• Published
  • AETC Director of Safety
Experiencing the human capacity for change is a tremendous opportunity for personal growth. Of course, when it comes to following through with our New Year's resolutions, many of us don't get to feel the euphoria that this change can bring. Unfortunately, many beaches could be littered with the "bleached bones" of New Year's resolutions past that "died" shortly after they began in January.

That's really too bad. Because the top six killers in our society are heart disease, cancer, stroke, respiratory disease, accidents and diabetes. And while these killers may not be colorful, potential victims must embrace a human capacity for change to survive.

On many installations, the Air Force provides a place of hope for everyone in the form of a Health and Wellness Center, better known as the HAWC.

I recently toured the HAWC at Randolph Air Force Base, Texas, and was reminded that health and wellness enhance the ability of Airmen to accomplish their wartime mission. However, from an altruistic viewpoint, it also improves personal satisfaction and enjoyment of life.

Most importantly, though, it helps save lives.

The HAWC is not simply a gymnasium. Instead, it is a behavior modification facility that proactively champions healthy lifestyle behaviors via comprehensive health promotion and disease prevention programs. Indeed, health and wellness is a permanent life-saving lifestyle, versus a quick workout.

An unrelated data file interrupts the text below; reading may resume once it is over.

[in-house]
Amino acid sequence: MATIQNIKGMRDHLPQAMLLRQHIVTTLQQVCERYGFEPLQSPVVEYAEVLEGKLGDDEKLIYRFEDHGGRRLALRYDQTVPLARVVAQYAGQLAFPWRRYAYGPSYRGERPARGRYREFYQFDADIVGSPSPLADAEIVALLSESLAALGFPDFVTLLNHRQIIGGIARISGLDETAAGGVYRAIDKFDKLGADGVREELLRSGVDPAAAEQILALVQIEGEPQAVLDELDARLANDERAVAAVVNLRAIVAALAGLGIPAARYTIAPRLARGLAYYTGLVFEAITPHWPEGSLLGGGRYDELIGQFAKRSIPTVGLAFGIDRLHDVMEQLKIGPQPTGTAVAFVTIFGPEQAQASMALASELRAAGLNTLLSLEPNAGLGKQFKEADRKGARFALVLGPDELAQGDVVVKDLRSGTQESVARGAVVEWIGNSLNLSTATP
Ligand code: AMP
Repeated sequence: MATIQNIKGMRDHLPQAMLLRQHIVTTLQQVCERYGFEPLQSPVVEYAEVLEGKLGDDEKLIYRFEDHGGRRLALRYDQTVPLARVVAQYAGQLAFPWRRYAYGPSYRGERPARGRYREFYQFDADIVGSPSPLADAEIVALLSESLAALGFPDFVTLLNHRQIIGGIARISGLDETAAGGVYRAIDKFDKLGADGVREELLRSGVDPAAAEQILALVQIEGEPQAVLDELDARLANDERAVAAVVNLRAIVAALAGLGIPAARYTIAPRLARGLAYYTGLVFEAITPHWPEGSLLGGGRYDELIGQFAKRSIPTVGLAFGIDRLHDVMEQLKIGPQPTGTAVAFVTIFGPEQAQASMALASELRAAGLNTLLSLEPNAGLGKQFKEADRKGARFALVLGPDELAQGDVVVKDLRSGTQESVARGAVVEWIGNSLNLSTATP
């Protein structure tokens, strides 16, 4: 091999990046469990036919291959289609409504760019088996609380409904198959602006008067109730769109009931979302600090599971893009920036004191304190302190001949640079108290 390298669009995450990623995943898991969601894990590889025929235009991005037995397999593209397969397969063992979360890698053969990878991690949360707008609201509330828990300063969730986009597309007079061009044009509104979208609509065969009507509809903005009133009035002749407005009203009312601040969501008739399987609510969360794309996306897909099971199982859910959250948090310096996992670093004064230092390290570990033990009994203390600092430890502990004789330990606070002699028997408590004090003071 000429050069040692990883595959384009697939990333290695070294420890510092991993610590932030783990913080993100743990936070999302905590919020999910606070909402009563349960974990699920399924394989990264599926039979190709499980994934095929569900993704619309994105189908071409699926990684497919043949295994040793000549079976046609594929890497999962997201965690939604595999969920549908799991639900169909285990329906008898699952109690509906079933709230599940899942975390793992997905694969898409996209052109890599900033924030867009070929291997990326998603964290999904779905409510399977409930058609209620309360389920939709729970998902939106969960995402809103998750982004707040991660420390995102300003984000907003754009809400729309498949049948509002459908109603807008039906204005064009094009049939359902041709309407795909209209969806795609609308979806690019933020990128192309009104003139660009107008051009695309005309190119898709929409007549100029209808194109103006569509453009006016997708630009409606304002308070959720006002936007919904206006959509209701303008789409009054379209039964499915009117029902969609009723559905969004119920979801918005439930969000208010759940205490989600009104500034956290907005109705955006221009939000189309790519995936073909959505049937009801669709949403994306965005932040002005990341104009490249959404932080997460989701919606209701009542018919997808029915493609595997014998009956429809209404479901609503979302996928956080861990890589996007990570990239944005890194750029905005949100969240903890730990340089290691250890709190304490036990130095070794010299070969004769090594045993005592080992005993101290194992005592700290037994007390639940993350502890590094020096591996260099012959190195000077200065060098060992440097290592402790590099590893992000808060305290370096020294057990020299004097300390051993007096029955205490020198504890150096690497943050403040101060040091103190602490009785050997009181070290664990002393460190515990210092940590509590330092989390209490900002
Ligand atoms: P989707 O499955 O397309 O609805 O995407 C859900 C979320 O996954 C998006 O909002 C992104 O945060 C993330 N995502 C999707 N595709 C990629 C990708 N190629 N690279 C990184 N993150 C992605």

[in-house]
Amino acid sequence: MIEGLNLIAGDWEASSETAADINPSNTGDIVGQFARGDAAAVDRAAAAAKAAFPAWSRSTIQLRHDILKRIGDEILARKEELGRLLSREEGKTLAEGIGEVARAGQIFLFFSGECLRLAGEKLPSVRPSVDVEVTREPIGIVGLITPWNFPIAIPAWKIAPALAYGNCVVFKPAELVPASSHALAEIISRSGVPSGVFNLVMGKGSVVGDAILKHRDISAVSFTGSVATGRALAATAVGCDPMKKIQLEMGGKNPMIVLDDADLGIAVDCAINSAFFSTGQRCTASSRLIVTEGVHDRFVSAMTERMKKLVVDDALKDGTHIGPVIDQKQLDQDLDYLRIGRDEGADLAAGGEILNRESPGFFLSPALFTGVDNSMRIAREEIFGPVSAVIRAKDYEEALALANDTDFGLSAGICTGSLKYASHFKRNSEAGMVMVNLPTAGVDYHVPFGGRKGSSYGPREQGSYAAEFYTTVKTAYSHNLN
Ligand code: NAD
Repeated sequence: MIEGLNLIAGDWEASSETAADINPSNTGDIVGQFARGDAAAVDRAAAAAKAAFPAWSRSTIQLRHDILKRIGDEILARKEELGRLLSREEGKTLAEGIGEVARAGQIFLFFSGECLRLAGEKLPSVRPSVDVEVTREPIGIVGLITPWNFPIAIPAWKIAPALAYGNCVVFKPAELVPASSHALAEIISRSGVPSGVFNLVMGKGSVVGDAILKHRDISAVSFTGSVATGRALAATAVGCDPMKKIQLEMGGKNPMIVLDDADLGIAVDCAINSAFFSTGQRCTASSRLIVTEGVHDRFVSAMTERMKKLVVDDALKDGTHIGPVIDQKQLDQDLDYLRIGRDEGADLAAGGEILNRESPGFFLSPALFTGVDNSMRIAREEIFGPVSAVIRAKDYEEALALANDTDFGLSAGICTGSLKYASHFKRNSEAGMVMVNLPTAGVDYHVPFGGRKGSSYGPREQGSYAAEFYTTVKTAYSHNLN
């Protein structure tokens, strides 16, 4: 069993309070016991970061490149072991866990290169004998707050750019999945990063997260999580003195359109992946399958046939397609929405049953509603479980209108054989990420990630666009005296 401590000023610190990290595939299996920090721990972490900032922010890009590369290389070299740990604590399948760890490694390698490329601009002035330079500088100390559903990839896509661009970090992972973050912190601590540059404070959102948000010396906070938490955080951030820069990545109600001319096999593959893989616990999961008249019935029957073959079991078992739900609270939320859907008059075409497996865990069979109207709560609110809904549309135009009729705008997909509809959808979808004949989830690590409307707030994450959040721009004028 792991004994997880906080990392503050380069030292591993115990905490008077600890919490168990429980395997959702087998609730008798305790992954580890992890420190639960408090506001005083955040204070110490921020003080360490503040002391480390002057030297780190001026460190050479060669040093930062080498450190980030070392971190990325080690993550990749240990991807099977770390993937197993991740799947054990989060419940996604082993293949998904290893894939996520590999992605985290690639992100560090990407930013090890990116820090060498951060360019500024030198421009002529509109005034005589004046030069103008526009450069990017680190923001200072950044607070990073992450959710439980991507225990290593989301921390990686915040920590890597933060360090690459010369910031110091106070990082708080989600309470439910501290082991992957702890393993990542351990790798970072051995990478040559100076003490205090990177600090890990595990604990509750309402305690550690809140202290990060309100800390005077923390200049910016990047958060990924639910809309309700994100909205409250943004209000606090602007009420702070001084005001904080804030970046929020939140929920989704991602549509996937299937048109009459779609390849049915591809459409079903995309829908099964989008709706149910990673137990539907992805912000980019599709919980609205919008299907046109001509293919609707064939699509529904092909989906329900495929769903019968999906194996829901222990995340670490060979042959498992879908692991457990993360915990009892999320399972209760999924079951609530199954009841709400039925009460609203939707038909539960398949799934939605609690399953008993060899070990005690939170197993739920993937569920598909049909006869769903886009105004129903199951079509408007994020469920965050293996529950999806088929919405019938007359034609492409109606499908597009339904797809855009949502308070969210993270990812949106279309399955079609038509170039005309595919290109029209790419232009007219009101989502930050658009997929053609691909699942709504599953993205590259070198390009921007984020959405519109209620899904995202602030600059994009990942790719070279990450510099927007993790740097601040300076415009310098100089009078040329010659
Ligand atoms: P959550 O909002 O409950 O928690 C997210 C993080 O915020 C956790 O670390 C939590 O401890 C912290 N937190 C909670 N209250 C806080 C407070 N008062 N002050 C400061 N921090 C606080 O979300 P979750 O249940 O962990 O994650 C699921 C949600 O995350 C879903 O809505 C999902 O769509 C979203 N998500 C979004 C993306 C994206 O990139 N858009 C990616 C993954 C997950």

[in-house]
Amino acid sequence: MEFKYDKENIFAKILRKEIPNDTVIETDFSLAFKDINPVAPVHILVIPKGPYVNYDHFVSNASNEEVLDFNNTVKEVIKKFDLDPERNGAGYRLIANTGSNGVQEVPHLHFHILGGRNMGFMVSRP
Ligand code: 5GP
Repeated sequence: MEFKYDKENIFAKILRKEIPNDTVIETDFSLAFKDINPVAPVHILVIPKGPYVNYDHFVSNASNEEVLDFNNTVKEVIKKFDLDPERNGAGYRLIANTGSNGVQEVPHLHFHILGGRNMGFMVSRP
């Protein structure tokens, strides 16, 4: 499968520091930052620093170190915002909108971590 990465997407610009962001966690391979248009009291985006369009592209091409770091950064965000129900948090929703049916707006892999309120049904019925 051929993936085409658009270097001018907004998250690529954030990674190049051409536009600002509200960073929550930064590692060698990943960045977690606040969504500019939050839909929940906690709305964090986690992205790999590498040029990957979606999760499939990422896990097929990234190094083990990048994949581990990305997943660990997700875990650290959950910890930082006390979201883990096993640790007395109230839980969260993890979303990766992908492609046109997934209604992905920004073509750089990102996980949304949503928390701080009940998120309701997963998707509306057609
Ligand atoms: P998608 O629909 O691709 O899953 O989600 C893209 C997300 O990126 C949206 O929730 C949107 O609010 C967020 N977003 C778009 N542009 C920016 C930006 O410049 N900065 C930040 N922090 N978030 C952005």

The HAWC staff is trained to turn around bad behaviors -- even those learned early in life. In fact, eating and exercise behaviors are established early in children. In some cases, men and women develop a lifestyle of overeating and physical inactivity, which leads to obesity. However, others may adopt a risky lifestyle of excessive exercising, unhealthy weight loss, steroid use and smoking. Finally, as they mature, some people fail to manage stress, time and anger. Indeed, these silent but aberrant behaviors may simmer for decades before they kill.

Without a doubt, the HAWC is a place of hope for these sufferers. As such, the staff directs four core health programs that include nutrition and fitness, controlling health risks, living tobacco free, and an additional healthy living program aimed toward stress and anger management.

While most military personnel appear healthy, many are at risk for the big six: heart disease, cancer, stroke, respiratory disease, accidents and diabetes. And while changing behavior to abate these destructive forces is difficult, succumbing to them is tragic for both professional and personal reasons.

Yes, change is tough, but the human capacity for change is a powerful force. Let's kick start our desires to evolve with a few simple New Year's resolutions. But this year, invite the HAWC to help you take your resolutions off of "life support," and instead, let them thrive. Together, you can achieve your goals for a better lifestyle and a better you.